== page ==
Newmark Knight Frank brokers are being asked to contribute as much as ten percent of their commissions into stock in BGC Partners, the publically owned financial company that in recent weeks acquired the real estate services firm.
The move is hardly unique. Several major real estate brokerage firms in recent years have sought to incentivize their professionals to invest as a way to soothe internal competition and promote collaboration, not to mention to better keep talented dealmakers in place.
Yet, Newmark’s decision to make the stock buy-in mandatory, rather than an option, for most senior and mid-level brokers has raised some eyebrows around the brokerage community and left some rivals circling to see if brokers will defect.
When the rival brokerage firm Cushman & Wakefield, for instance, issued a private offering of company stock to employees in 2006, the opportunity was voluntary.
“That’s effectively changing the commission split,” one real estate executive, whose firm doesn’t compete directly with Newmark, said over drinks with a Newmark broker as that person explained the stock deal with BGC.
In the brokerage business, the amount that a broker must share with the firm that he or she works for often follows longheld industry-wide commission templates that are treated as sacrosanct in the business.
“No broker wants to be told what he has to do with his share of the money,” said another broker, who was from a rival firm of Newmark’s.
The stock buy-in offers a clear advantage to Newmark. Among them is that once brokers purchase shares, depending on the structure of the deal, it may make it more difficult or inconvenient for brokers to leave the firm, helping its efforts at retaining talent.
But as some outsiders have painted the situation as a somewhat heavy handed approach to keep brokers in place, insiders at the firm have largely hailed the deal.
“BGC has produced 94 percent returns on equity and ten percent dividends,” said Barry Gosin, Newmark’s chief executive and one of the architects in the company’s merger with BGC. “This creates an opportunity for people here to build equity and their wealth.”
Mark Weiss, a top producing broker at Newmark, shared Gosin’s sentiments about the commission conversion.
“My personal view is that it’s a wonderful deal and I’m genuinely excited about it,” Mr. Weiss said. “My personal interests are completely tied into my firm’s. It’s enormously gratifying to know that both myself and my colleagues are going to be rolling in the same direction as my firm. And that cuts both ways. The firms now has even more of a vested interest in my success.”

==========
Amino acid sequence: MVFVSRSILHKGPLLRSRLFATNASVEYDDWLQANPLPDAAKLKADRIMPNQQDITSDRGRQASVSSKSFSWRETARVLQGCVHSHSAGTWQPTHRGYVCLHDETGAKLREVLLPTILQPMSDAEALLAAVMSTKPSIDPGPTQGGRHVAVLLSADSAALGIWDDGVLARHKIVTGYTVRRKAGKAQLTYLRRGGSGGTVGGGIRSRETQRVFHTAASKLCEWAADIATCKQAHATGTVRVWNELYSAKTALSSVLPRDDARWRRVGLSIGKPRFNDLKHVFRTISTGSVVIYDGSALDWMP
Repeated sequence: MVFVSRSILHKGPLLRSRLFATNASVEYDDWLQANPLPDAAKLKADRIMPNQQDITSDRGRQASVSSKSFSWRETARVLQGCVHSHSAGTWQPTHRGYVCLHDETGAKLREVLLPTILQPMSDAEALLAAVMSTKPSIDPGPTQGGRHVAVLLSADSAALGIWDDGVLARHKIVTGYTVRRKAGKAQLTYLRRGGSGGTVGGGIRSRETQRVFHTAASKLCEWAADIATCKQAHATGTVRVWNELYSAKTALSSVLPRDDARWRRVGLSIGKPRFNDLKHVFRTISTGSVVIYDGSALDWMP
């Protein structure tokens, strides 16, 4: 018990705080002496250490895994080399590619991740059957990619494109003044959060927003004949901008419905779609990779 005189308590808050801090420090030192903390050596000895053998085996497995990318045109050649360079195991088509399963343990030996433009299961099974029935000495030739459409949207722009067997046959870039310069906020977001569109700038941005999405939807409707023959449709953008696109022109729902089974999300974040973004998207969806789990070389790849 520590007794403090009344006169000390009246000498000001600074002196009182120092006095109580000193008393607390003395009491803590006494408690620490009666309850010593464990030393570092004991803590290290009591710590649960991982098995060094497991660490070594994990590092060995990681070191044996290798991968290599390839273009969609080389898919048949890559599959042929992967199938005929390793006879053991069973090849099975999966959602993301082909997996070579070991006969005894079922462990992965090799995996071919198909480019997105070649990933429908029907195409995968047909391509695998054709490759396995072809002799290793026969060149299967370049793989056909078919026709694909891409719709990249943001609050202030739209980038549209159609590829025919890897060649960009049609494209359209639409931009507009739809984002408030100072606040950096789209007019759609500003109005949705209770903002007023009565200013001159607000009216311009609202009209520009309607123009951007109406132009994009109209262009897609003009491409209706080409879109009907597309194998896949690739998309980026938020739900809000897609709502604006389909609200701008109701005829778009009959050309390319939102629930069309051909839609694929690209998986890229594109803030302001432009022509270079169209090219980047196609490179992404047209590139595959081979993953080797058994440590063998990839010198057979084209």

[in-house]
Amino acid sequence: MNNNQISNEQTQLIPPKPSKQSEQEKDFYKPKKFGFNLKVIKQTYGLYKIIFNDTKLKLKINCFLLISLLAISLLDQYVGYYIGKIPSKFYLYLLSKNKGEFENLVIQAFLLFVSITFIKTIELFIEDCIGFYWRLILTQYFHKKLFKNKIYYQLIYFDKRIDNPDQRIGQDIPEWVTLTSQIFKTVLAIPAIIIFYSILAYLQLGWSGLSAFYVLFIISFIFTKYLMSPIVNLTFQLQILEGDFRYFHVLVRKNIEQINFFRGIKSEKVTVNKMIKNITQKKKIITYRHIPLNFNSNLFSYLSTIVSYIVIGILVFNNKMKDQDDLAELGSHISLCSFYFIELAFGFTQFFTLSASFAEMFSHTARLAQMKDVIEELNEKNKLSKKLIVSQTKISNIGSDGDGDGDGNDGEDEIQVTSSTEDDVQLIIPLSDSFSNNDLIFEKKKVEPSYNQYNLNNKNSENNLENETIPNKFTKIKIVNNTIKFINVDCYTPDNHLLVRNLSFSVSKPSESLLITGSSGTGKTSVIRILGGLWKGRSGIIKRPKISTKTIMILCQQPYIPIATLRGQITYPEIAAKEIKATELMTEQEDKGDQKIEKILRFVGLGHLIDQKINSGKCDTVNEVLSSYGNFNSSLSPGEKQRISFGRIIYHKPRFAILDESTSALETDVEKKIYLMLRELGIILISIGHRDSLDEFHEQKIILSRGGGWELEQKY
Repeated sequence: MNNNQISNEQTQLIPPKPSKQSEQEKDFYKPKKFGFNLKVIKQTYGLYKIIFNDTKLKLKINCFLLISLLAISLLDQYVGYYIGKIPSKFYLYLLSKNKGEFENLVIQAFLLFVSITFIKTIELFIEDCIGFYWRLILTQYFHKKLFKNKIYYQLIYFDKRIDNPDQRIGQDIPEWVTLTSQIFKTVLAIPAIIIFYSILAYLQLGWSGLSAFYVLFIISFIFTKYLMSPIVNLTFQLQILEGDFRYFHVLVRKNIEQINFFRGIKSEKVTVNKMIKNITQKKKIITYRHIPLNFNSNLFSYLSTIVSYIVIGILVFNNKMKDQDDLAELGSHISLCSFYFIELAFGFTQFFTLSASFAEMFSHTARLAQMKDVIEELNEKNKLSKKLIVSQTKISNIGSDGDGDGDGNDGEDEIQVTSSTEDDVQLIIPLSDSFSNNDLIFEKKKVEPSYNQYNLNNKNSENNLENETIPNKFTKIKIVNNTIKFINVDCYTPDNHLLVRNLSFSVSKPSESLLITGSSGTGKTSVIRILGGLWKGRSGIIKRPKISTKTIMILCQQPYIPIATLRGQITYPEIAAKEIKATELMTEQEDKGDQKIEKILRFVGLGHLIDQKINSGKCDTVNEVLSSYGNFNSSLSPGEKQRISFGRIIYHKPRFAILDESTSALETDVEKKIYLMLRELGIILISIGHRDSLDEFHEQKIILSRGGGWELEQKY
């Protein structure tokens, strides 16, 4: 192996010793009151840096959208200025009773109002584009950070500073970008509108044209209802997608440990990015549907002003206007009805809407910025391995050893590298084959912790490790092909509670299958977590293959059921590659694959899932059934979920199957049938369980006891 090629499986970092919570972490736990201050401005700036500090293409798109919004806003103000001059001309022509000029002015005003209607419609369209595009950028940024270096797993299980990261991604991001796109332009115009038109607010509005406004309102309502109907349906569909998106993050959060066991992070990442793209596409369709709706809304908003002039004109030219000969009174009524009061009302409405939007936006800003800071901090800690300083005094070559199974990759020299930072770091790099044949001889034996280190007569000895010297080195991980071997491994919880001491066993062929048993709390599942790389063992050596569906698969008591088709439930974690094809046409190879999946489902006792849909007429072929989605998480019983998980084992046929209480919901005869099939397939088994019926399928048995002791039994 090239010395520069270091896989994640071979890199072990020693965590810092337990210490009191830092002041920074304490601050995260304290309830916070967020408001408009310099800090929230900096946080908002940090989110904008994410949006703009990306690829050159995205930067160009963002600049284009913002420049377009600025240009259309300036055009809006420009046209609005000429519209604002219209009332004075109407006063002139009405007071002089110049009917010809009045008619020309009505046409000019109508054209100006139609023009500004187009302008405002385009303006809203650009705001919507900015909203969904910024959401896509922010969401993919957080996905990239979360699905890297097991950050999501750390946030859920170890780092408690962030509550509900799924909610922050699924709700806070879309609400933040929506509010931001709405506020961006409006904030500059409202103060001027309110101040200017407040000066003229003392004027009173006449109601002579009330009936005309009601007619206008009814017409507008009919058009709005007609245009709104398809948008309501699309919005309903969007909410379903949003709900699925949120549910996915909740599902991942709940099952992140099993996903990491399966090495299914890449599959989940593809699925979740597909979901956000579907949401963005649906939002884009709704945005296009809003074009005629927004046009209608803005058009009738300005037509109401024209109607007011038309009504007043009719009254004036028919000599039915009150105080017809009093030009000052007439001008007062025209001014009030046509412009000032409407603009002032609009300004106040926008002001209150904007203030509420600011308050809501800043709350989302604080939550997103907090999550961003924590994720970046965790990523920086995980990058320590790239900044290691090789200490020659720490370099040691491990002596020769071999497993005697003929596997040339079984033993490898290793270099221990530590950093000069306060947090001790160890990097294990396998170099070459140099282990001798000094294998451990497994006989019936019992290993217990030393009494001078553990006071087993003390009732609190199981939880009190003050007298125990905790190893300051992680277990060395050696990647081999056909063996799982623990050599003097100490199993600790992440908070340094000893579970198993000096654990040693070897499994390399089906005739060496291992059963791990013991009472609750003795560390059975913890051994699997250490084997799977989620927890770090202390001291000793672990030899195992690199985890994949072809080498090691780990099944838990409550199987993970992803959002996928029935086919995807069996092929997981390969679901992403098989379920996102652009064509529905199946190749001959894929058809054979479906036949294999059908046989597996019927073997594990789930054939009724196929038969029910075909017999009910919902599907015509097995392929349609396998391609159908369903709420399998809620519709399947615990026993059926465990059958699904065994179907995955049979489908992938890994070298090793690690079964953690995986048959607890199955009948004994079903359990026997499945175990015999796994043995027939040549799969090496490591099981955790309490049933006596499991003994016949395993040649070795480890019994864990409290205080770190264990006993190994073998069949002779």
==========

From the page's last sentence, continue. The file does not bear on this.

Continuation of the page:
In October, BGC Partners, completed a transaction to acquire Newmark for $63 million in cash and 339,000 shares of BGC stock. The company, which used to be a part of Cantor Fitzgerald before being spun off in the early 2000s into a separate firm, also agreed to compensate Newmark’s partners with an additional 4.83 million shares if the company hits certain performance targets over a period of five years.
The commission-conversion program will make more Newmark brokers into BGC equity holders, a structure that some firms have used to enhance internal harmony. In Manhattan’s ultra competitive brokerage business, broker teams even at the same company can splinter into competitive factions. Cushman & Wakefield, for one, offered stock in part to combat this.
“It’s impossible for me to comment on Newmark in particular because each firm has its own culture but generally speaking, having your people vested is a much better way to drive a business forward,” said Bruce Mosler, a top broker at C&W who was the company’s CEO at the time of its stock offering. “When your people are owners in the firm, suddenly they’re not just worried about their own performance but everyone else’s too and that’s a big step to creating a truly collaborative environment among your people. And you need to be collaborative in order to compete in this market.”
Gosin, who bristled that the stock conversion was even being treated as news, insisted that Newmark’s brokers already worked well together. He said that the stock offering is simply a way to allow the firm’s brokers to cash in on the growth he expects now that the firm is partnered with BGC.
“Newmark is a great place to work and this offering is a way to reward employees,” Gosin said, noting that the firm in the past three weeks had picked up half a million square feet in leasing assignments based on its alliance with BGC, which many real estate experts have speculated could offer Newmark an entry point to its long list of financial clients.
Though most Newmark brokers interviewed for this article were favorably disposed to the equity offering, a number of them also seemed foggy on the specifics of the deal. One thing that remains unclear, at least to some, is how much they will will be expected to invest in BGC stock and just when they’ll be free to cash out of their holdings.
One Newmark broker who had been given a contract to buy BGC stock ceded that “if you go through a rough patch, you might be inclined to want to cash the stock and spend it.” He didn’t know when exactly he would be allowed to liquidate his stock if he faced such a scenario but said he wasn’t bothered by the uncertainty.
“It’s not like I’m drinking the Kool-Aid, I just know that management wouldn’t put us in a bad position,” he said.
So far, executives at Newmark have pointed to the fact that there have been no defections as proof that the deal is a great one for employees. But rivals have been paying close attention to reactions.
When asked if any brokers would depart as a result of Newmark’s stock conversion, one rival brokerage manager said, “I can tell you that for a fact.”–Dgeiger@Observer.com